A timely piece in the Times this weekend saw John Cornwell meeting with brain scientist Susan Greenfield to explore the thesis of her forthcoming book, The Quest for Identity in the 21st Century—namely, that electronic gaming and online culture are “creating a hedonistic, mindless generation.”
It’s timely because tomorrow sees the release of what’s almost certain to be the best-selling video game of the year, and also its most controversial: Grand Theft Auto IV, an 18-rated entertainment in which your avatar’s central task is to win cash and reputation in a parallel NYC by jacking cars, beating pimps, extorting money, etc.
My copy is on order, and I eagerly expect to be revelling in this world within 24 hours, as I have with all the previous GTAs (as notable and loved for their slick soundtracks and atmospheric visuals as for their nail-biting gameplay). But am I being turned into a dopamine-addicted zombie as I blast away? Am I going to get violent at work? Or, more pertinently, are young and impressionable others going to succumb even while my mature sensibility is merely titillated?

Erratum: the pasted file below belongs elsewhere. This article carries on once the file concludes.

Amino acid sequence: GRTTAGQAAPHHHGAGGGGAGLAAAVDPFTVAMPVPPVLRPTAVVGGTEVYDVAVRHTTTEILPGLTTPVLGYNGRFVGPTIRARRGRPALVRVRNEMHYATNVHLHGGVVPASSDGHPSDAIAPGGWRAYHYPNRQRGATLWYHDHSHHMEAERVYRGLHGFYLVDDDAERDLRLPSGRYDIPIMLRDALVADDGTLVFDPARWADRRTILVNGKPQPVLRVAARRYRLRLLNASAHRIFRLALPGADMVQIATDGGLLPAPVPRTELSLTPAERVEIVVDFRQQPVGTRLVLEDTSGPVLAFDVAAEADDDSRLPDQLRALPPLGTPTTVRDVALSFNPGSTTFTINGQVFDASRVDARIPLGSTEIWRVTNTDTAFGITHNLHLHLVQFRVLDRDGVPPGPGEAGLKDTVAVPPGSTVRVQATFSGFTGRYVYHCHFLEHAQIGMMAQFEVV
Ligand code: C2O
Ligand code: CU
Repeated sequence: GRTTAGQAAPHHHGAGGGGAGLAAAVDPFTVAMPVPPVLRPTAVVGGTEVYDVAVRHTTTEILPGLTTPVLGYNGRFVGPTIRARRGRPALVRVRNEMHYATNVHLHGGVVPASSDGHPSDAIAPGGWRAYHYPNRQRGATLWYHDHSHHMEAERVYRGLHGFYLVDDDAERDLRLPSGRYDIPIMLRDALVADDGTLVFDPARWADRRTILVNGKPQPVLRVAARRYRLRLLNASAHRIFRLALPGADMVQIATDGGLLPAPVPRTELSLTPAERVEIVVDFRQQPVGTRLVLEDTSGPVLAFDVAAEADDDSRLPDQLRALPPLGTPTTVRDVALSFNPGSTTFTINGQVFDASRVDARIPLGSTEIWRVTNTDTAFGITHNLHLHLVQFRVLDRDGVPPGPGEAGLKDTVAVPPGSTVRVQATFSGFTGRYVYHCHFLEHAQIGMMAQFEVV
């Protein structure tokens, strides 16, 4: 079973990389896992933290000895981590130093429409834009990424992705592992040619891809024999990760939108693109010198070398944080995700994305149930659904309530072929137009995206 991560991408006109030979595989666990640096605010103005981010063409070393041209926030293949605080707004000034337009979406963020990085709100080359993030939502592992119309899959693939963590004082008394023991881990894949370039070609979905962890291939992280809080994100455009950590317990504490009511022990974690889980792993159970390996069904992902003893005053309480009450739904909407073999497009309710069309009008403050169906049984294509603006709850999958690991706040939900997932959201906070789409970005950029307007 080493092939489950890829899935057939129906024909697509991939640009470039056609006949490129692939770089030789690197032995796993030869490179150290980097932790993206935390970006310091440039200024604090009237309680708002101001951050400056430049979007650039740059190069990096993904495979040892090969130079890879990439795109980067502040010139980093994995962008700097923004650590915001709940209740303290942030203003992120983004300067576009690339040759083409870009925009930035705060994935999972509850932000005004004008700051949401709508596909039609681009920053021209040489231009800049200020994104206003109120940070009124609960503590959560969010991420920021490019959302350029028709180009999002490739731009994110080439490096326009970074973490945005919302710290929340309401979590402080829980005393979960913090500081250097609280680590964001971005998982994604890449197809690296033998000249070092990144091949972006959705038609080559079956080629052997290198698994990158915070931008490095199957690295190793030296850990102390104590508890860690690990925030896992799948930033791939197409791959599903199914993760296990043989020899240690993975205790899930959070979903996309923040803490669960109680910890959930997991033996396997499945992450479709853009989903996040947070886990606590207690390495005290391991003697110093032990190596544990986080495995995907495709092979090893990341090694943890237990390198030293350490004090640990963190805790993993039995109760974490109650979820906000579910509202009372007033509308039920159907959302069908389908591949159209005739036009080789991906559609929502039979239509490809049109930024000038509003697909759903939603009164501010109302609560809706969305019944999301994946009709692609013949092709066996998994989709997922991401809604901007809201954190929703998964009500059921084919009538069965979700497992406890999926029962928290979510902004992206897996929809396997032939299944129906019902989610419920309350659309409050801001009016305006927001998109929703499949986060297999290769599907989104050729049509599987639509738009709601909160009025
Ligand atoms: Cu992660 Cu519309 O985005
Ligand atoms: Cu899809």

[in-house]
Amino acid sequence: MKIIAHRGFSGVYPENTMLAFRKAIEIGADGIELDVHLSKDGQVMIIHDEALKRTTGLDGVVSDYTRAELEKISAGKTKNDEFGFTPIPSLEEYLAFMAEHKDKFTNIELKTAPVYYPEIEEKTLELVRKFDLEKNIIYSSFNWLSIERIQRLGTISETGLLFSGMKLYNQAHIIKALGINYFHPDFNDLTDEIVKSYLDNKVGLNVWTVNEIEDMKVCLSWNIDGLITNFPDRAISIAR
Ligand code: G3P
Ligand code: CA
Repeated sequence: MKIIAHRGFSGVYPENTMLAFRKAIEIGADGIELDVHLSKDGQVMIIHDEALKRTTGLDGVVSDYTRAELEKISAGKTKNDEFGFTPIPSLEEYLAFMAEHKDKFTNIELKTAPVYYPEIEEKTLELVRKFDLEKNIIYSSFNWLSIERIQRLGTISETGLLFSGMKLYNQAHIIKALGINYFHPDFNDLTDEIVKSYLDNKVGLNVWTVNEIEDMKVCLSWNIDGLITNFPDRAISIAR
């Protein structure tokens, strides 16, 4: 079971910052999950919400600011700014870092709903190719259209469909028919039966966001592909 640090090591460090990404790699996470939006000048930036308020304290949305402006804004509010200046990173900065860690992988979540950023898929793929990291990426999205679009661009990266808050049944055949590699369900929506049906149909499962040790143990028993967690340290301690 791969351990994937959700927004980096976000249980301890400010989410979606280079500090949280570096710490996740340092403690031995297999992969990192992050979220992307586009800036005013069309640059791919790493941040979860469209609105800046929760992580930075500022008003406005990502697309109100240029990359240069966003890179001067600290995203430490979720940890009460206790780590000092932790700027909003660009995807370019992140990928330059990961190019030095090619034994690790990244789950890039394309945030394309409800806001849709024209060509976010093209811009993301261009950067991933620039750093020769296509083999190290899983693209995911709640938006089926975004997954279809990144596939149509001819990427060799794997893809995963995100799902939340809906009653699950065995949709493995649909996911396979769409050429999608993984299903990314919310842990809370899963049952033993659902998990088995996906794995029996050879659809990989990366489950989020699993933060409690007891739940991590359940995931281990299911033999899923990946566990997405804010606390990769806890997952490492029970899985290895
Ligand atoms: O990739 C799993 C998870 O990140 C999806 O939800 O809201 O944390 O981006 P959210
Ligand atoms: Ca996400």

I think the answer to all these questions is a resounding no; partly because they’re rather silly questions to ask, at least in the form that many po-faced media commentators are posing them. The interactive worlds presented by electronic games are a profound and transforming experience, and something unprecendented in many ways. They have their dangers, which should not be underplayed; but we understand these dangers poorly, and often fail sufficiently to distinguish them from the better-known tribulations that television, cinema and print have bred (or, for that matter, from the rather more pressing social pathologies associated with poverty, lack of education and suchlike).
One important analogy does stand. Like these other media, electronic games have a complex, creative and highly sociable culture of their own; and, as ever, most analyses conducted from the outside are destined to be both simplistic and (more importantly) simply to look ridiculous to those on the inside whose intellects most need to be mobilized. I look forward to reading Greenfield’s book, and to engaging with the furore that’s sure to roll out along with GTA IV. But I suspect I’ll find myself looking elsewhere afterwards—probably into the online communities and forums devoted to games themselves—for discussions that get to grips with what the future has started to look like, and with…